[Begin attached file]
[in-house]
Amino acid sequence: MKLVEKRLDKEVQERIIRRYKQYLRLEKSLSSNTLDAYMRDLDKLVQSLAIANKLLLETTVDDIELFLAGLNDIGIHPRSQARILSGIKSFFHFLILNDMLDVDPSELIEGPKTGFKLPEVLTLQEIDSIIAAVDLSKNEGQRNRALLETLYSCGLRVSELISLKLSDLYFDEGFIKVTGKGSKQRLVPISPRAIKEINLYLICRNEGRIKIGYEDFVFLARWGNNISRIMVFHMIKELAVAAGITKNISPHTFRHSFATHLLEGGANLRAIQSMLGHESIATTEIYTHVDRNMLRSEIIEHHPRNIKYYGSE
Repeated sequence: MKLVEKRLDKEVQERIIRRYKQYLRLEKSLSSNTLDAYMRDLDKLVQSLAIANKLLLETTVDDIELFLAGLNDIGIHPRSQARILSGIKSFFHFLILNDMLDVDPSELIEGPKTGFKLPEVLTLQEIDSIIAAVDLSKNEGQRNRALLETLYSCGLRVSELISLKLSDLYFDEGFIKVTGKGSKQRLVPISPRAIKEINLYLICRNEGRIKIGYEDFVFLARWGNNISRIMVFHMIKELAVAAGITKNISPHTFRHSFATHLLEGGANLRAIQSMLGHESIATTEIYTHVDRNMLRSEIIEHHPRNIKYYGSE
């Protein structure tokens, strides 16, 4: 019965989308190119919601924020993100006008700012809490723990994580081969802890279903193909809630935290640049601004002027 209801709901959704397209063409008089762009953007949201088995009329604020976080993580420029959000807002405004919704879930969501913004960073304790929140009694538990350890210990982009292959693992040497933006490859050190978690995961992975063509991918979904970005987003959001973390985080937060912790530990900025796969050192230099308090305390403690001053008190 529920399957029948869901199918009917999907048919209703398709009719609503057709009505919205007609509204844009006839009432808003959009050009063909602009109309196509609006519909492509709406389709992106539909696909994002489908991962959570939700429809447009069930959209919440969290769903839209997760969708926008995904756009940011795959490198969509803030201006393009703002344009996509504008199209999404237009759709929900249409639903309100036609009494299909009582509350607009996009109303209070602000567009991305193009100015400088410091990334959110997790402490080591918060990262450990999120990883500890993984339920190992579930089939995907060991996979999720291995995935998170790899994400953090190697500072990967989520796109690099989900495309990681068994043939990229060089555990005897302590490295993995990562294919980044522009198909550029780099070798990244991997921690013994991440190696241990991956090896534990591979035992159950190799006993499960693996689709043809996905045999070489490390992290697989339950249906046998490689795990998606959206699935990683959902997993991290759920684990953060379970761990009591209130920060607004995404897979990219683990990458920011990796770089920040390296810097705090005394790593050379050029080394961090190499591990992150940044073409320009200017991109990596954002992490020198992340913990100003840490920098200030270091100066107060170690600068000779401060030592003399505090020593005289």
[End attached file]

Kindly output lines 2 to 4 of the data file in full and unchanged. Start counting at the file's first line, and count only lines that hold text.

Amino acid sequence: MKLVEKRLDKEVQERIIRRYKQYLRLEKSLSSNTLDAYMRDLDKLVQSLAIANKLLLETTVDDIELFLAGLNDIGIHPRSQARILSGIKSFFHFLILNDMLDVDPSELIEGPKTGFKLPEVLTLQEIDSIIAAVDLSKNEGQRNRALLETLYSCGLRVSELISLKLSDLYFDEGFIKVTGKGSKQRLVPISPRAIKEINLYLICRNEGRIKIGYEDFVFLARWGNNISRIMVFHMIKELAVAAGITKNISPHTFRHSFATHLLEGGANLRAIQSMLGHESIATTEIYTHVDRNMLRSEIIEHHPRNIKYYGSE
Repeated sequence: MKLVEKRLDKEVQERIIRRYKQYLRLEKSLSSNTLDAYMRDLDKLVQSLAIANKLLLETTVDDIELFLAGLNDIGIHPRSQARILSGIKSFFHFLILNDMLDVDPSELIEGPKTGFKLPEVLTLQEIDSIIAAVDLSKNEGQRNRALLETLYSCGLRVSELISLKLSDLYFDEGFIKVTGKGSKQRLVPISPRAIKEINLYLICRNEGRIKIGYEDFVFLARWGNNISRIMVFHMIKELAVAAGITKNISPHTFRHSFATHLLEGGANLRAIQSMLGHESIATTEIYTHVDRNMLRSEIIEHHPRNIKYYGSE
């Protein structure tokens, strides 16, 4: 019965989308190119919601924020993100006008700012809490723990994580081969802890279903193909809630935290640049601004002027 209801709901959704397209063409008089762009953007949201088995009329604020976080993580420029959000807002405004919704879930969501913004960073304790929140009694538990350890210990982009292959693992040497933006490859050190978690995961992975063509991918979904970005987003959001973390985080937060912790530990900025796969050192230099308090305390403690001053008190 529920399957029948869901199918009917999907048919209703398709009719609503057709009505919205007609509204844009006839009432808003959009050009063909602009109309196509609006519909492509709406389709992106539909696909994002489908991962959570939700429809447009069930959209919440969290769903839209997760969708926008995904756009940011795959490198969509803030201006393009703002344009996509504008199209999404237009759709929900249409639903309100036609009494299909009582509350607009996009109303209070602000567009991305193009100015400088410091990334959110997790402490080591918060990262450990999120990883500890993984339920190992579930089939995907060991996979999720291995995935998170790899994400953090190697500072990967989520796109690099989900495309990681068994043939990229060089555990005897302590490295993995990562294919980044522009198909550029780099070798990244991997921690013994991440190696241990991956090896534990591979035992159950190799006993499960693996689709043809996905045999070489490390992290697989339950249906046998490689795990998606959206699935990683959902997993991290759920684990953060379970761990009591209130920060607004995404897979990219683990990458920011990796770089920040390296810097705090005394790593050379050029080394961090190499591990992150940044073409320009200017991109990596954002992490020198992340913990100003840490920098200030270091100066107060170690600068000779401060030592003399505090020593005289």